The outbreaks involve seven different employers, including three of the five largest guest worker employers in California, which together employ one in every six guest workers in California this year.

Santa Barbara and Ventura counties confirmed the size of the outbreaks within their borders, while Fresno County confirmed three or more positive cases among Wawona Packing employees, though officials could not say whether H-2A workers were involved. Monterey County health officials did not confirm specifics of an outbreak there but said in an email that the agency had responded to outbreaks in H-2A housing. Representatives at United Farm Workers and California Rural Legal Assistance (CRLA), who had spoken to workers involved, said multiple people had reported the Elkhorn outbreak in Monterey County to them. 

“As many as nine workers have fallen ill,” said Cynthia Rice, Director of Litigation, Advocacy and Training at CRLA. “One crew was affected for sure, not sure how much further it went.”

A spokesperson for Sunkist Growers said in a statement that growers that deliver fruit to their packing houses “must follow state and federal laws” and urged “the state to bring mobile and rapid testing sites to all agricultural areas.” 

“The folks that were working in ag, that’s the predicament and environment they’re in. They’re exposed to other individuals that might be infected.”

Spokespeople for Trader Joe’s and Albertsons declined to comment.

A spokesperson for Cal/OSHA said it is investigating COVID-19-related deaths among workers at Alco Harvesting, Elkhorn Packing and Venegas Farming, all of whom employ H-2A workers. 

Hundreds of confirmed cases

Overall, CalMatters and The Californian confirmed more than 350 workers at H-2A employers have been sickened with COVID-19 since the start of the pandemic. Though some may be domestic workers, the total represents a little under 2% of all guest workers in the state. The true number is likely much higher, researchers and medical professionals say. 

Forty percent of people with COVID-19 will be asymptomatic, per the Centers for Disease Control and Prevention. Many won’t know they have the virus.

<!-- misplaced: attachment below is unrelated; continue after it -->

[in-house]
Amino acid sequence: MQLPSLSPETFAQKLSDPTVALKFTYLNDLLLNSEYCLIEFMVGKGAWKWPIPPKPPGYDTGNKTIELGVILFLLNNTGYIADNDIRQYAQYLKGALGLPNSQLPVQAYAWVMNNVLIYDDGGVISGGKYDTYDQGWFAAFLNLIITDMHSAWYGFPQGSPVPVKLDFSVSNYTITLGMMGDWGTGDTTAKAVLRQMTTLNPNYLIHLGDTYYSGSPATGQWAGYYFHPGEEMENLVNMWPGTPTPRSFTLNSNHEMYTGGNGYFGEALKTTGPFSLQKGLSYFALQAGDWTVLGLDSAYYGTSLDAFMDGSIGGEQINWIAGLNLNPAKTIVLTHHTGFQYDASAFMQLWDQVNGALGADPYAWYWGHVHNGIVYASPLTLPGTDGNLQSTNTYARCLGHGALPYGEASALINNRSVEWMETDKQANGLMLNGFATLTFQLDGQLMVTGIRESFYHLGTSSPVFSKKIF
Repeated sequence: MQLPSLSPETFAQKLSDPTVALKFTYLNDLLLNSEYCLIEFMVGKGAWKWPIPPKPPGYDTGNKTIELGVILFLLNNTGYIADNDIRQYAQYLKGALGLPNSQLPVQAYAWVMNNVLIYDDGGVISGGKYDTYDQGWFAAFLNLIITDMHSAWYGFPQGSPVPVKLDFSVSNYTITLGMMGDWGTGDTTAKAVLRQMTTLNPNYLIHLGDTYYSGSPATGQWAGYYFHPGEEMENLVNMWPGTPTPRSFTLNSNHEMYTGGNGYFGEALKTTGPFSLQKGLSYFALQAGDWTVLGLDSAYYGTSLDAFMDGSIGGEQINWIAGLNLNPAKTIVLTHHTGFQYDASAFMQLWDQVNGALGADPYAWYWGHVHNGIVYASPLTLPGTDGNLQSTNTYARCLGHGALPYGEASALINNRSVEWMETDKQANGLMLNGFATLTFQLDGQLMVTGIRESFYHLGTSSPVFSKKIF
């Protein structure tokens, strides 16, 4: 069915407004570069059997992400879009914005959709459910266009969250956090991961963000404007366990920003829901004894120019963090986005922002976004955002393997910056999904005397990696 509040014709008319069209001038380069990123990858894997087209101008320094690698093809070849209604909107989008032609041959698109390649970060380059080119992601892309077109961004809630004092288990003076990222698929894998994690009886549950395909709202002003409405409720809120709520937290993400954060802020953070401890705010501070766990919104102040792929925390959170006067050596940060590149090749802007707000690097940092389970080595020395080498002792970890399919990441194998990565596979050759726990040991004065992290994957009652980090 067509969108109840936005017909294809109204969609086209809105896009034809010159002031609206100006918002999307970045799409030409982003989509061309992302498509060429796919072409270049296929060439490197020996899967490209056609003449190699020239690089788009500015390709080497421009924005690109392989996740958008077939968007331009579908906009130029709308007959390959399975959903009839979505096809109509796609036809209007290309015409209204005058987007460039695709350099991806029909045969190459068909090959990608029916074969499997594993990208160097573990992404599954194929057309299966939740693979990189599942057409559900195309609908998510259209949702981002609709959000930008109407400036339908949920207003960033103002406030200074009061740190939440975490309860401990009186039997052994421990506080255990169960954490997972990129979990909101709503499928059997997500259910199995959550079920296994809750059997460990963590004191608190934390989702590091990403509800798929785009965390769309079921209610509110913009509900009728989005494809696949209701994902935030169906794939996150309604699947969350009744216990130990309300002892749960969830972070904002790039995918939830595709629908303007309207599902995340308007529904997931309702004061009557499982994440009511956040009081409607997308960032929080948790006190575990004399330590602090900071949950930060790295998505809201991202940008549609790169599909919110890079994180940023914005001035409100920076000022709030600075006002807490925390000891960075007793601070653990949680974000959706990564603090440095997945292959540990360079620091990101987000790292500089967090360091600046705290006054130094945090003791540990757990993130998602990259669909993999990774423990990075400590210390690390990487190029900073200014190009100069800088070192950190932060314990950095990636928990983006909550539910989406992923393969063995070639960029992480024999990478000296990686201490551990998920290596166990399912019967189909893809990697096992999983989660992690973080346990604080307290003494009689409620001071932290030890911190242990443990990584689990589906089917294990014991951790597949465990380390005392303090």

“The big problem is you don’t know who’s infected,” said Dr. Max Cuevas, CEO of Clínica de Salud del Valle de Salinas, a chain of clinics on the Central Coast that treats low-income farmworkers. “The folks that were working in ag, that’s the predicament and environment they’re in. They’re exposed to other individuals that might be infected.”

Work environment, predisposition to certain diseases (such as diabetes or heart disease) among Latinos, lack of access to healthcare and overcrowded housing all mean farmworkers are far more likely to catch COVID-19 and experience complications, Cuevas said.

An empty box that says

A lone box is placed on top of a row of strawberries as the workers stop for lunch in Watsonville, Calif., on Wednesday, July 29, 2020.

David Rodriguez / The Salinas Californian

Counties also say they struggle to contact-trace farmworkers.

Tom Fuller, an environmental health specialist for Fresno County’s Public Health Department, said he routinely runs into trouble when trying to get employer or personal information out of farmworkers who’ve tested positive for the virus, even though he doesn’t ask about immigration status. 

“Employees sometimes are pretty reticent about identifying their employer,” said Fuller. “They’ll tell us they work at a certain plant and when we call that plant, they tell us ‘Oh, that’s a labor person, they don’t work here, they work for a labor contractor.’”

Some employers have gone to great lengths to contain outbreaks among guest workers.